Then, I had the most terrifying sensory experience I've ever had. I was eating lunch, and reading something on the internet. One of my eyes felt like it twitched and I started to feel lightheaded, dizzy, and nauseous, with pretty extreme vertigo. I backed away from my desk a little bit, getting quite nervous. The visual anomaly got worse; the only way I can describe it is that it felt like I couldn't control my eyes, and they were moving in different directions. Things I tried to look at would blur and streak across my vision. I got really flushed and I can't completely remember, but I think my ears were ringing. All this time, pain was still a 0/10. The whole episode lasted about 20 seconds or less, but my hands were shaking with fear. I was very, very close to asking someone to call an ambulance.
I went to the University health clinic, but due to a technicality, they couldn't let me see a doctor. I talked to a nurse who talked to the doctor and advised me to go to the ER. I couldn't get ahold of my insurance to make sure I could find an in-network hospital. After talking it over with my wife, I decided that it was still very, very likely that I'm suffering from a migraine (and not, for instance, a stroke or something requiring an immediate emergency visit). I have contacted a doctor and am trying to schedule a visit ASAP, but it was too late in the day by the time I settled on one (I have a strong fear of doctors and dentists).
Throughout the evening, (this is Thursday evening; recall that everything started on Tuesday morning), pain has been about a 1/10, back to the top of my head and slightly to the right side this time. It's a dull, nagging ache. I have had tinnitus several times throughout the day, and still feel a very slight sense of vertigo and nausea.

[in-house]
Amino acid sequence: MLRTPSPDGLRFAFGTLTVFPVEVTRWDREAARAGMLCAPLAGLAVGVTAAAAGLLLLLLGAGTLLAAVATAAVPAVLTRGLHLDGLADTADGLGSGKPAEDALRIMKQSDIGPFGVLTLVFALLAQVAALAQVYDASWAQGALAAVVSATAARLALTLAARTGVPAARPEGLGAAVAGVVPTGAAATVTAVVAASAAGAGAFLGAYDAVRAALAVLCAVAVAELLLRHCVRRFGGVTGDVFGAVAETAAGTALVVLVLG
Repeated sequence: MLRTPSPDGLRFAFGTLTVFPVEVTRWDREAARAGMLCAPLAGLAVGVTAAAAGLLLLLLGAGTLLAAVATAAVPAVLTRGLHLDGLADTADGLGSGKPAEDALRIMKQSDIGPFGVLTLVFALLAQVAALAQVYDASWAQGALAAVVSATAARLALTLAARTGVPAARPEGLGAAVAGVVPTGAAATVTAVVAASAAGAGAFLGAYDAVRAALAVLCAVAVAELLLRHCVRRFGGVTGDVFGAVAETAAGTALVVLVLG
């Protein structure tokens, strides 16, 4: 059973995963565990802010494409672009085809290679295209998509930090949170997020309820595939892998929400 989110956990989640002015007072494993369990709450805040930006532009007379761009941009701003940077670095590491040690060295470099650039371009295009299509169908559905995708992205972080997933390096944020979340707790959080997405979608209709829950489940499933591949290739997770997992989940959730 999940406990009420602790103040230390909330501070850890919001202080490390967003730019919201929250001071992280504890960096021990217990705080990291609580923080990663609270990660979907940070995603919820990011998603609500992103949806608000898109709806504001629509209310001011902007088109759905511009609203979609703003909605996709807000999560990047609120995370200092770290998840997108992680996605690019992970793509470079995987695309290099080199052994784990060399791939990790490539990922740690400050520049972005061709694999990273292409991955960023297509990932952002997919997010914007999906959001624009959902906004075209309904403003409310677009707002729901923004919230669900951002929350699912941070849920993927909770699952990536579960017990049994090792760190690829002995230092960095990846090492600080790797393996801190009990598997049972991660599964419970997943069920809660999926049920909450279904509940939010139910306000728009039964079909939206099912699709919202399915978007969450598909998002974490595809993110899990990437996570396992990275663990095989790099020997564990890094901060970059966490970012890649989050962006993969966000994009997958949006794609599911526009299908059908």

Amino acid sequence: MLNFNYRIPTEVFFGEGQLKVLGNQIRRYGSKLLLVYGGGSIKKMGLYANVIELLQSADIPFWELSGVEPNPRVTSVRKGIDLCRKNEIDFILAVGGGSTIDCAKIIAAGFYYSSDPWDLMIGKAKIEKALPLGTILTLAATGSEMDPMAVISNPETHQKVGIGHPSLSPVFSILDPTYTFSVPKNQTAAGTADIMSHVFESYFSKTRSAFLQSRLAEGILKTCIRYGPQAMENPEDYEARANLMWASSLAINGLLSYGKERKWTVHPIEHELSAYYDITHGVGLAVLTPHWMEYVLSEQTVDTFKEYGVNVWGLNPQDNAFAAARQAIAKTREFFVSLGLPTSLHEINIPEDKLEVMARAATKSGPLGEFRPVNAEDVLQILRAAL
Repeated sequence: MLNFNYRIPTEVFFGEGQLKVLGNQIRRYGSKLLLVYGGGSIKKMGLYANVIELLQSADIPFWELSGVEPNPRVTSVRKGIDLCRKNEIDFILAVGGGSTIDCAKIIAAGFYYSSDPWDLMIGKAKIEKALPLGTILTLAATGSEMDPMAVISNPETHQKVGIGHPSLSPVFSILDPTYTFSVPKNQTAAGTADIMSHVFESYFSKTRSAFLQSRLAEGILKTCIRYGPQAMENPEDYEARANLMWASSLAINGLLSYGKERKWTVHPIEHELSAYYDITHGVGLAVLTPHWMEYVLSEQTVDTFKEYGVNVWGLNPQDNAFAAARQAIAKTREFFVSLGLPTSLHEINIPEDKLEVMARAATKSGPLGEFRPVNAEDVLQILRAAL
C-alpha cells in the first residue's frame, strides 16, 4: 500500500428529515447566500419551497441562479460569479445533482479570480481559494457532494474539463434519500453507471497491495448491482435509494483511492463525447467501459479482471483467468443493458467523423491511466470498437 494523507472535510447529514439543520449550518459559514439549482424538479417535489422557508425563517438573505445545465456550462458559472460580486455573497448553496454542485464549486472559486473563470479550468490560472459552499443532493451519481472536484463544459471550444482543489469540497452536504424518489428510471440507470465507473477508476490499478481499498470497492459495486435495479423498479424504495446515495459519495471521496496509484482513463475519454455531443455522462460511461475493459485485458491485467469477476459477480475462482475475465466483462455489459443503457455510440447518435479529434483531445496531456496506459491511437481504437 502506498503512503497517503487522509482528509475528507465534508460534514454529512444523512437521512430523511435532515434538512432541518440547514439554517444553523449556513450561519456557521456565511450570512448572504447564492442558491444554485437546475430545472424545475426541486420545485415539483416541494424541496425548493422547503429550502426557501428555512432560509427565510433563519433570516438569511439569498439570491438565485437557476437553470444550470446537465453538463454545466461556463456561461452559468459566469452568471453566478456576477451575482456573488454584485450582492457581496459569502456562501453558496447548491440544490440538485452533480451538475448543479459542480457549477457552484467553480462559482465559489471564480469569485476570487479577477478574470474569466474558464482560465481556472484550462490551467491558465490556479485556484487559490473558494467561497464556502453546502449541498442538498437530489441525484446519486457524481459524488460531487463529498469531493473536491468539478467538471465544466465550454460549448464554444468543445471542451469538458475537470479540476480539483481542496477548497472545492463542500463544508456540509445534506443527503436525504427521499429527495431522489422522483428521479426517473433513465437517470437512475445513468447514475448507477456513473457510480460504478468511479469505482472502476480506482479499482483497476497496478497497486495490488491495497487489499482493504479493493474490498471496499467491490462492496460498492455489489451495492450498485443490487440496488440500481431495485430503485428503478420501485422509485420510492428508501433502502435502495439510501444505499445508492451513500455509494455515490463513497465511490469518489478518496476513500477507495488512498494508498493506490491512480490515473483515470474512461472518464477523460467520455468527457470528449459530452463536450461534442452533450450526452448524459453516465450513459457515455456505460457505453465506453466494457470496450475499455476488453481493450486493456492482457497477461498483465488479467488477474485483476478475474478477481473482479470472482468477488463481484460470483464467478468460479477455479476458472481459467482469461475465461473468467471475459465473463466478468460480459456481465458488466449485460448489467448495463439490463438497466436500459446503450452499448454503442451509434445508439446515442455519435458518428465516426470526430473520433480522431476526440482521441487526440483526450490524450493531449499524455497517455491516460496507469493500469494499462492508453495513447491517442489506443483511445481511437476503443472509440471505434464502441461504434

One last note: I am almost completely certain that my wife affects my hormonal cycle. I have long been able to predict when she is about to start menstruating because occasionally I sink into a deep depression 3-4 days prior. My migraine started --> 4 days prior to when she is expecting to start. Finding a real link for this type of phenomenon out there is harder than matching up my symptoms (all of which are relatively common in different types of migraines, from what I can tell). However, I am not ruling it out.
I am scared that I will start a long-term cycle of migraine activity. I am quite scared of the experience I had today, as it could be a major hazard if it ever happens while driving or doing other activities, and it came so completely out of nowhere. I have been lucky with the pain, but will it get worse? When will it stop? How will I know when it has stopped? How will I know when it's safe to drive by myself? Will I live in constant anxiety of when or even if another migraine is coming?
I hope that by sharing my first major migraine experience, some other person experiencing these things for the first time can be helped through the process of discovering that you're not really in control of your own brain. Sometimes, it will do what it wants. It will threaten to make you feel like all of your senses are being taken away from you. I am helped through this discovery by the large community of migraine sufferers who are able to overcome it. I don't know where this is going. And so far, it's been terrifying at times. Thanks for reading. I hope this helps someone. Writing it has helped me.
Do you have a migraine toolbox for when an attack hits?